Reference:: Sikh Philosophy Network http://www.sikhphilosophy.net/history-of-sikhism/4801-history-of-rattrays-sikhs.html

The Battalion played an important part in putting down the Indian Mutiny of 1857- 1859. It is recorded that on the 19th August 1862, the then Commanding Officer received a petition from the Native Officers and men of the Battalion to the Viceroy of India stating:

Sir, - When the order of His Excellency the Govenor-General in Council was received, stating that the services of this corps, which has been known as “Rattray’s Sikhs,” would never be forgotten and that publicity should be given them in General Orders ………………………this embolded us to present the following petition, which we hope the Government will of their great Kindness be pleased to grant, namely that when the Regiment becomes a Line Corps, we may still continue to bear the name of “Rattray’s Sikhs.” Our reason for making such a request is that from the time Major Rattray raised the Corps, he has always treated us well and considered our comforts; we bear him great love on this account and gladly followed him to Bengal, when the Mutiny broke out, volunteered to fight the rebels and were faithful to our salt. Our humble petition now is that the Regiment may be allowed to bear his name, the hearing will always be a source of pleasure to us, and we shall consider that, in granting our request, the Government has showered fresh favour on us.’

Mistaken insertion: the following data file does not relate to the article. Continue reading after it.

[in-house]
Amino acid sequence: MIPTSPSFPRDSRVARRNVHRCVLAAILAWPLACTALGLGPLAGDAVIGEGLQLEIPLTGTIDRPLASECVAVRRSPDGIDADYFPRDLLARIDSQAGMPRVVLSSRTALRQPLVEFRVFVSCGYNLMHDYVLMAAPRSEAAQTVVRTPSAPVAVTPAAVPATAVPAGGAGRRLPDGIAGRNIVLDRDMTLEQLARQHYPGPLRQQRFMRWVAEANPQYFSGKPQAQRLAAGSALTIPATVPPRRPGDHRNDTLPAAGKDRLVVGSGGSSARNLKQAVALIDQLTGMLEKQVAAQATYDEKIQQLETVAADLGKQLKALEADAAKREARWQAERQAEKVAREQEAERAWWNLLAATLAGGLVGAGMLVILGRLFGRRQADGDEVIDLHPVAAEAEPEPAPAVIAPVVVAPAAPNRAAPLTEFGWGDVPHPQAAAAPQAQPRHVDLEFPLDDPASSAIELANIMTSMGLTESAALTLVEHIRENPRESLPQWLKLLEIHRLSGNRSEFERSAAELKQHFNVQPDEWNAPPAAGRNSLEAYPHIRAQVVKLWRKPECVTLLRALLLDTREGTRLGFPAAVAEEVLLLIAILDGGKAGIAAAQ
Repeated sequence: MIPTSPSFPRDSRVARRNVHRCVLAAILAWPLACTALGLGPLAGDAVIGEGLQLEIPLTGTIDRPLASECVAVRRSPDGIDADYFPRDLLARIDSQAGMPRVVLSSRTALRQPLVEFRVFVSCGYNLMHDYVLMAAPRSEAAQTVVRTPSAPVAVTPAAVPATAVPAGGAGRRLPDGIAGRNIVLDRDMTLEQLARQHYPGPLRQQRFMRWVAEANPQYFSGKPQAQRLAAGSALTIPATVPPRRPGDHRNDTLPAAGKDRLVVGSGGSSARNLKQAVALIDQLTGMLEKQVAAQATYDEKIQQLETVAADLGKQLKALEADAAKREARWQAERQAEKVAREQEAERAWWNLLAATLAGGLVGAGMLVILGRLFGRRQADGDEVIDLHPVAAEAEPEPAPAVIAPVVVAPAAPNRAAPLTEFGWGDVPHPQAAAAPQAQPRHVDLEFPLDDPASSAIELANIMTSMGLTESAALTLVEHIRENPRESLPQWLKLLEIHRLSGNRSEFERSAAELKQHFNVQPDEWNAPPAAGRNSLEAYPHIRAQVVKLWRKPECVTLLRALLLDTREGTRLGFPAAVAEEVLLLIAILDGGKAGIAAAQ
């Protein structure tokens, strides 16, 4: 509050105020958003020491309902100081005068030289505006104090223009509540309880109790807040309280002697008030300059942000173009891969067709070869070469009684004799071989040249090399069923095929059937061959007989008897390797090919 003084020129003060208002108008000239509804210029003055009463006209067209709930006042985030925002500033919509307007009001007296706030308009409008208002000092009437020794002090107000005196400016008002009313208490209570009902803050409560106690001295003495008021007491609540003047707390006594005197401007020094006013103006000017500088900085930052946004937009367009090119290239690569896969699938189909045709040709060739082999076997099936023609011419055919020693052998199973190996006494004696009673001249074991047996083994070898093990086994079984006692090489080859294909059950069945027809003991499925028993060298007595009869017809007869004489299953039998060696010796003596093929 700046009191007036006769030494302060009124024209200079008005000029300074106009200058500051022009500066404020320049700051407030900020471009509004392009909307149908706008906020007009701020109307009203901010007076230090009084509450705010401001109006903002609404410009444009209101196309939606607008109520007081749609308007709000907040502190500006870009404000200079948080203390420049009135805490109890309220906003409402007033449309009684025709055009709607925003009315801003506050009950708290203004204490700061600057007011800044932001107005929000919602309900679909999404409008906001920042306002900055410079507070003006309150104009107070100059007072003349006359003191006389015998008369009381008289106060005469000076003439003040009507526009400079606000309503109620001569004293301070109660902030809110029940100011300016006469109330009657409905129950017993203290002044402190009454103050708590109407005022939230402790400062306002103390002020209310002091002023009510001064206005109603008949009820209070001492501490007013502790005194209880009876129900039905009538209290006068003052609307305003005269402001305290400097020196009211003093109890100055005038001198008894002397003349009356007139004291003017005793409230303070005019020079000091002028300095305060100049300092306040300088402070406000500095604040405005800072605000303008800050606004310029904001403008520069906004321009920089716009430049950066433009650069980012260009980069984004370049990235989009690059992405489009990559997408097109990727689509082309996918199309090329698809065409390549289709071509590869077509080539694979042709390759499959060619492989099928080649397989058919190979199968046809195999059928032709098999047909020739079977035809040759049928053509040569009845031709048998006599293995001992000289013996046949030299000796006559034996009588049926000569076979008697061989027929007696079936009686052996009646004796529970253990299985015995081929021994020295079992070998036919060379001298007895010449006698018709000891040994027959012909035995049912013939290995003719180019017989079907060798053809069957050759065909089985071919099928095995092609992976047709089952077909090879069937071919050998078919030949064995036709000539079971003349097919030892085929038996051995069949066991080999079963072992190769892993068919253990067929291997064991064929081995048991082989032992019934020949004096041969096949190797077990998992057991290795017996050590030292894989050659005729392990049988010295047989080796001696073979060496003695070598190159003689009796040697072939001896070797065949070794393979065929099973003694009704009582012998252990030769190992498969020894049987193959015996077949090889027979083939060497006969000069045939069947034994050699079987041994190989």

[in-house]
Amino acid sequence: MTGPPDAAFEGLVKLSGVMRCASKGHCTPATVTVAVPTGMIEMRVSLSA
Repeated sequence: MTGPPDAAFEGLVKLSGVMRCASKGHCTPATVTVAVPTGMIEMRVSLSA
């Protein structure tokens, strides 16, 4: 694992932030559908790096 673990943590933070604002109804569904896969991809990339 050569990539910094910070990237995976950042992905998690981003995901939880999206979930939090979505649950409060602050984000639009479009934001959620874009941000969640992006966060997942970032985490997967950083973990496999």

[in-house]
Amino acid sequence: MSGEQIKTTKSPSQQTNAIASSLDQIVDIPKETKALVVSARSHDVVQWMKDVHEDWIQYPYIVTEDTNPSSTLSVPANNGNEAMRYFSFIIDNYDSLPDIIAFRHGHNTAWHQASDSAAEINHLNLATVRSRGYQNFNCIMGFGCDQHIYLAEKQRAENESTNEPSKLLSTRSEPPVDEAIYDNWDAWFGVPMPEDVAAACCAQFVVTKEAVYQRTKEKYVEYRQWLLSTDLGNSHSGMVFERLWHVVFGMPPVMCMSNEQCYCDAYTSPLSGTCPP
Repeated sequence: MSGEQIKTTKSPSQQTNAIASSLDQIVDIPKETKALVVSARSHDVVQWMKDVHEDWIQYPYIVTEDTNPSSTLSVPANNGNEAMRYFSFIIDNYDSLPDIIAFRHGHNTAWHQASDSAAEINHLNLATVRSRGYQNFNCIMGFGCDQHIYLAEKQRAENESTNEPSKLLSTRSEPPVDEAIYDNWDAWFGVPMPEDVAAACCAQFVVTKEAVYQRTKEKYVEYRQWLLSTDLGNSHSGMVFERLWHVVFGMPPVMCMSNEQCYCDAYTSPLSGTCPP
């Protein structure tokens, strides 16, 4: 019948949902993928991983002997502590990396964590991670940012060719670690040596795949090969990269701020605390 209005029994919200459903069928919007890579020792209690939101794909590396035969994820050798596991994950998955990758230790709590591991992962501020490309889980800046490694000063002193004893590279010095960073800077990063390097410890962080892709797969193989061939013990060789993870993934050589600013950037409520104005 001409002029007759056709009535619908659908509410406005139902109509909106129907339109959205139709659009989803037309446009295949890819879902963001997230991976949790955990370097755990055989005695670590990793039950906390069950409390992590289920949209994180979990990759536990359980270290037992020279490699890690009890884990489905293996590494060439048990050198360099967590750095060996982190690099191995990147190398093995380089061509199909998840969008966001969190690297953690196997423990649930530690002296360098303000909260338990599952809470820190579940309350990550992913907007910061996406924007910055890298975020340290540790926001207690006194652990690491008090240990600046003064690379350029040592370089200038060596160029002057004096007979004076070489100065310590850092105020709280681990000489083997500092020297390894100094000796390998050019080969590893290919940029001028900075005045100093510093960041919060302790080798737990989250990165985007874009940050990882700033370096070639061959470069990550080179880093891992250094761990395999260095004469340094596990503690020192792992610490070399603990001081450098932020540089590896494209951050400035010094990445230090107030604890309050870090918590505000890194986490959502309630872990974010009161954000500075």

The petition was forwarded to the Government in India and in due course it was approved and sanctioned.

Captain Thomas Rattray’s son, Haldane Burney Rattray commanded the Battalion (then the 45th Rattrays Sikh) in 1916- 1917, and his Grandson Peter Hugh Rattray was the last British Commanding Officer in 1947. Peter Hugh Rattray had the honour of handing over Command of the Battalion to the first Indian Commanding Officer when India gained its Independence.

Today the Battalion is the 3rd Battalion Sikh Regiment (Rattrays Sikhs). It is still very much an active Battalion, performing all the duties called upon it by the Indian Government of today.

In February 1997 James and Hugh Rattray, and Davina Howden (Thomas Rattrays Great Grand children) travelled to India to be with the Battalion during the Hai Day Celebrations. The photographs of the battalion are from this time.
Reference:: Sikh Philosophy Network http://www.sikhphilosophy.net/showthread.php?t=4801

In August 2000, a party of Rattrays Sikhs and their wives travelled to Scotland to be with the Rattrays at the World Gathering. The links between the Rattrays and the Rattrays Sikhs are still very much integral with one another, both sharing a common heritage and pride of association. Our Clan Rattray Journal each year features stories and accounts on the Rattrays Sikhs. Currently Thomas Rattrays six chapters describing how the battalion was raised and the part it played in subduing the Indian Mutiny I being highlighted.



Do you agree or disagree with the writer above? Why not share your immediate thoughts with us! Login Now! or Sign Up Today! to share your views... Gurfateh!
Reply With Quote
Sponsored Links
   Click Here to Donate Now!
Related Topics...
Thread Thread Starter Forum Replies Last Post